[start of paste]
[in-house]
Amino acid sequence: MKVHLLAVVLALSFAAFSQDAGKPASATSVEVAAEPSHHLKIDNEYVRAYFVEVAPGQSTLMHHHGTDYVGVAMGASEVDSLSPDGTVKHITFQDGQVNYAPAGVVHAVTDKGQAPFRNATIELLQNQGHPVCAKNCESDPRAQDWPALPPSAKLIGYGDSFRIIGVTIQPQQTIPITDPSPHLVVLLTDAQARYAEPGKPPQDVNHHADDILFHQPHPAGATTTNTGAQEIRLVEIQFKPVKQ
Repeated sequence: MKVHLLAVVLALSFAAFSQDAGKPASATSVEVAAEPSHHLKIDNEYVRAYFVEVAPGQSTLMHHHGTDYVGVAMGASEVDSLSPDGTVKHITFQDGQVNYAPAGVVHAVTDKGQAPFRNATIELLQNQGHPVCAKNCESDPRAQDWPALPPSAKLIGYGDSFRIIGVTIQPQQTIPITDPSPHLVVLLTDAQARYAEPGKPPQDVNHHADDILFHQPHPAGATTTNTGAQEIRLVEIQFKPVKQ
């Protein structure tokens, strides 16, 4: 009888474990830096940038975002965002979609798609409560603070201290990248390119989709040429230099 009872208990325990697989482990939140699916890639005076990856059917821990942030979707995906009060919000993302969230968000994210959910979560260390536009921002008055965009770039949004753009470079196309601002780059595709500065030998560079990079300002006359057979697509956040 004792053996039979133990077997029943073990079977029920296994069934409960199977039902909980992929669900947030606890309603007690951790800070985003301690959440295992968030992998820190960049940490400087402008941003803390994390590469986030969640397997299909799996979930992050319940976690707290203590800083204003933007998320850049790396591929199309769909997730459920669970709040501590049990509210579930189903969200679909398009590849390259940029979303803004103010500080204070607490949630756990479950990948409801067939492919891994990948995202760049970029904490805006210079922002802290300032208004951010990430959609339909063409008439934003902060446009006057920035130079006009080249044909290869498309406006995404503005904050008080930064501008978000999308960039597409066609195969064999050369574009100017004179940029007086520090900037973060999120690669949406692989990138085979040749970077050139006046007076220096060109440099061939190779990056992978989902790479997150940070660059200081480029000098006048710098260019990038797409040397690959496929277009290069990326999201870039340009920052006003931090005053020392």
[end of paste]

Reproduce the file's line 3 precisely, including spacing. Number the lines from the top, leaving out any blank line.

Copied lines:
Repeated sequence: MKVHLLAVVLALSFAAFSQDAGKPASATSVEVAAEPSHHLKIDNEYVRAYFVEVAPGQSTLMHHHGTDYVGVAMGASEVDSLSPDGTVKHITFQDGQVNYAPAGVVHAVTDKGQAPFRNATIELLQNQGHPVCAKNCESDPRAQDWPALPPSAKLIGYGDSFRIIGVTIQPQQTIPITDPSPHLVVLLTDAQARYAEPGKPPQDVNHHADDILFHQPHPAGATTTNTGAQEIRLVEIQFKPVKQ